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Data security and privacy regulations – What does it mean for you?

Specialist Brenda Mainland provides a valuable set of questions that all organisations should be asking themselves, to ensure they are protected and protecting their stakeholders in a changing environment around privacy regulation.

Years ago, our mantra in research was “if in doubt, collect the data”. That meant not only an individual’s name, email address, phone number, organisation, but also things like age, gender, location, profession, and a whole heap of other things sometimes. Why did we do that? Our answer was always “just in case”. In case we needed it later, in case we wanted to use it for segmentation, in case… well… just in case. Not today however.

With increasing scrutiny on personal information, privacy and data security, and changes and strengthening of privacy regulations on the rise across the world, organisations are quite rightly becoming increasingly concerned about the burden of compliance. This is largely because Europe’s General Data Protection Regulation (GDPR) is now in effect. But it is also exacerbated by other new global privacy regulations that are modelled around GDPR, such as changes to laws in Australia and Japan, and the new California Consumers Privacy Act (CCPA).

So to go back to our mantra, we now champion “data minimisation”. If you’re not going to use it for the specific objective or project you are contemplating, don’t collect it. The more information about a person you collect and hold, the more easily identifiable they are, and the greater the risk of exposure in the event of a data breach.

You may be thinking “so what?”. A lot of not-for-profit organisations are not required to comply with the Australian Privacy Act (1988), because most businesses with an annual turnover of less than $3 million are exempt. However, regardless of whether you have to comply, you should be considering the reputational damage and the associated risks should your organisation breach an individuals’ privacy.

My business had to confront changing and strengthening privacy regulations recently when we acquired a European customer. We needed a complete rewrite of our privacy policy and terms of use and all the associated processes and procedures to comply with Europe’s GDPR.

And that got me thinking about what all the new and changing privacy regulations mean for the not-for-profit sector.

So to help you start to think about data and privacy, and based on my experience, here are some questions to ask yourself about data and your compliance with privacy regulations. I preface however, that I am not a lawyer, so your organisation needs to seek your own legal advice about collection, use and storage of information or data you collect from customers, subscribers, supporters, members, donors and other stakeholders.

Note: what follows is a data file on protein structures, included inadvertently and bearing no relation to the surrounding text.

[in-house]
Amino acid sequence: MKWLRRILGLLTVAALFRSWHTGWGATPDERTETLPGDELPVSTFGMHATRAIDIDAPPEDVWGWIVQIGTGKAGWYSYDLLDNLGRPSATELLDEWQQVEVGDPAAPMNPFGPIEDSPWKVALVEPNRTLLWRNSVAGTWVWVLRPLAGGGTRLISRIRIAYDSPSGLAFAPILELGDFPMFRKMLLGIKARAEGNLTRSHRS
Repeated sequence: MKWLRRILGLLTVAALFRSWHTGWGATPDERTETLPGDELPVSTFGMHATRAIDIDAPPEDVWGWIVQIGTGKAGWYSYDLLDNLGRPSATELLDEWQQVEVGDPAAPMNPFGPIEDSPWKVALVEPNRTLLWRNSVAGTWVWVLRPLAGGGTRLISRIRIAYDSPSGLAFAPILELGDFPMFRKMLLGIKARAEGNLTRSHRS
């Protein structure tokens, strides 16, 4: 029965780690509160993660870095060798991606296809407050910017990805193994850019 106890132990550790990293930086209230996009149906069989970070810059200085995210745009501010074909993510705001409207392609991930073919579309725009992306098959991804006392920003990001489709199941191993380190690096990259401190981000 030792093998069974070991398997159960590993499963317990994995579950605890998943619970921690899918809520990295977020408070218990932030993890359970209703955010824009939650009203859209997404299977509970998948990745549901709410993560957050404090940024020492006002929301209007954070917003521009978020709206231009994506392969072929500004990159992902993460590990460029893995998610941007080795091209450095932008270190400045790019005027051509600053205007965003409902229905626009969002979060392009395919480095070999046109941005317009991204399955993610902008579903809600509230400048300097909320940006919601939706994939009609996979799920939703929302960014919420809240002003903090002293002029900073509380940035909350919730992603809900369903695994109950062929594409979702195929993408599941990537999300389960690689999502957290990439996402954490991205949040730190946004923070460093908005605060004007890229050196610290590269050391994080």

•  Do you know where the data you collect is stored? This means which country the data is housed and/or backed up. For example, many free survey instruments that are in popular use store the data in the USA.
  • Does your privacy policy specifically outline what you do with any personal information you collect and hold? Are you always collecting and storing the information you collect in accordance with your policy?
  • What do the privacy policies of the third party organisations you use to collect information say about the use and storage of personal information? This extends to third party survey software, database and CRM vendors.

Personal information includes all of the usual things like name, address, phone number, email address etc, but can also extend to IP addresses. Having researched many survey software applications, I know that IP addresses are automatically and routinely collected in all survey instruments unless you specifically turn that function off.



  • When collecting data, particularly through survey instruments, do you provide sufficient information to participants about how you intend to use and store the information they provide?
  • How long will you keep the data you collect?
  • How do you de-identify any personal information you hold? At what point do you de-identify the data?
  • Do you have processes in place for individuals to access and/or correct any personal information you hold about them?

The answers to all of these questions should be part of your operational procedures and policies, and data security and privacy should always be a standing item on your risk register and the board and executive meeting agendas.



  1. Understand the types of data, including personal information, that you are collecting. Make sure you are only collecting personal information that you have to have, and that you will use. If in doubt – don’t collect it.
  2. Understand where the data you hold is stored. Ensure you store your data in accordance with your policies, and that you regularly check that you are complying with regulations. Check third party software providers policies about where and how they store and use data.
  3. Check your privacy policy and/or terms and conditions. Make sure it is up to date with current legislation, that everyone in the organisation understands the policies, and that you are dealing with personal information in the way that your policies outline.

Brenda Mainland is a Specialist business member of The Xfactor Collective, who specialises in market research services that help to create the evidence that for-purpose and member organisations need to craft their strategies, services and advocacy efforts.

Need help in your organisation? We run the sector’s first Specialist triage support service (our CONCIERGE) where we can help you find support from a range of services and solutions.


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